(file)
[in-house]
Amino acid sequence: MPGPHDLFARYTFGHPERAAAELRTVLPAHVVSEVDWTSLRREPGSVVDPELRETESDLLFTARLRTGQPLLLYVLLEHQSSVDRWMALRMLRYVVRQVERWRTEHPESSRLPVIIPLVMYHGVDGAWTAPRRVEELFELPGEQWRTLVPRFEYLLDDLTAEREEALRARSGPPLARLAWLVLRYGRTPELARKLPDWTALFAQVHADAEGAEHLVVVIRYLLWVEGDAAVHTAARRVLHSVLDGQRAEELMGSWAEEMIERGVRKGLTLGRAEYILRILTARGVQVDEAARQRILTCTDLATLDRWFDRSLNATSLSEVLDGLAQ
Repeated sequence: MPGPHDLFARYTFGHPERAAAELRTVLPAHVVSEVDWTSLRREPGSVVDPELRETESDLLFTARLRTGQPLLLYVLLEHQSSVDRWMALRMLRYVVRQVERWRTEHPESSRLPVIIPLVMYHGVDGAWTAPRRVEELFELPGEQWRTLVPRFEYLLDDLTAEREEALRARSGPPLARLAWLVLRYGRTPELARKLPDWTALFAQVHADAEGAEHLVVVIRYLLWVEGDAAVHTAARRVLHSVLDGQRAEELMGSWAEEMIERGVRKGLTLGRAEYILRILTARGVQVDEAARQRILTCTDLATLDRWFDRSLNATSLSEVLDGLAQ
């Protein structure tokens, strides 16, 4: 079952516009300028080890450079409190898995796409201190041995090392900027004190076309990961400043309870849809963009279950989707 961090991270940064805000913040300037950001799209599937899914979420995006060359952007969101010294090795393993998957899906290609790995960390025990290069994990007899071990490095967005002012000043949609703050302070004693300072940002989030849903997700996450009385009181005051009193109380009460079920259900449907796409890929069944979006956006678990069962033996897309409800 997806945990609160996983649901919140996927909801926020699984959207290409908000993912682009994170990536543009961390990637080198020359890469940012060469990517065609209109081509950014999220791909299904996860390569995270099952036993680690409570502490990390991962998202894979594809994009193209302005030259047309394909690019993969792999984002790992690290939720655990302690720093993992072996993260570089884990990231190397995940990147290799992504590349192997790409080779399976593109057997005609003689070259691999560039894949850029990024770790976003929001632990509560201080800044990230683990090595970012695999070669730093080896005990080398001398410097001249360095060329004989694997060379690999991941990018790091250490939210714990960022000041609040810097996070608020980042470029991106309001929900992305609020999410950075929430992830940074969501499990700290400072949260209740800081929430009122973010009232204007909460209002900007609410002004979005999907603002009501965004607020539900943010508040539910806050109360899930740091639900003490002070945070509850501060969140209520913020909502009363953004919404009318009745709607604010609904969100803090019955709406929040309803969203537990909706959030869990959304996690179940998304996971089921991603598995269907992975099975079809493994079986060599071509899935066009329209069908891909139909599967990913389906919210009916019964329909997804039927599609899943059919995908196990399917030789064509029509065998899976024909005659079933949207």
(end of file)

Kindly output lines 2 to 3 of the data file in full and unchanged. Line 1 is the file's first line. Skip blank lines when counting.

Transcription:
Amino acid sequence: MPGPHDLFARYTFGHPERAAAELRTVLPAHVVSEVDWTSLRREPGSVVDPELRETESDLLFTARLRTGQPLLLYVLLEHQSSVDRWMALRMLRYVVRQVERWRTEHPESSRLPVIIPLVMYHGVDGAWTAPRRVEELFELPGEQWRTLVPRFEYLLDDLTAEREEALRARSGPPLARLAWLVLRYGRTPELARKLPDWTALFAQVHADAEGAEHLVVVIRYLLWVEGDAAVHTAARRVLHSVLDGQRAEELMGSWAEEMIERGVRKGLTLGRAEYILRILTARGVQVDEAARQRILTCTDLATLDRWFDRSLNATSLSEVLDGLAQ
Repeated sequence: MPGPHDLFARYTFGHPERAAAELRTVLPAHVVSEVDWTSLRREPGSVVDPELRETESDLLFTARLRTGQPLLLYVLLEHQSSVDRWMALRMLRYVVRQVERWRTEHPESSRLPVIIPLVMYHGVDGAWTAPRRVEELFELPGEQWRTLVPRFEYLLDDLTAEREEALRARSGPPLARLAWLVLRYGRTPELARKLPDWTALFAQVHADAEGAEHLVVVIRYLLWVEGDAAVHTAARRVLHSVLDGQRAEELMGSWAEEMIERGVRKGLTLGRAEYILRILTARGVQVDEAARQRILTCTDLATLDRWFDRSLNATSLSEVLDGLAQ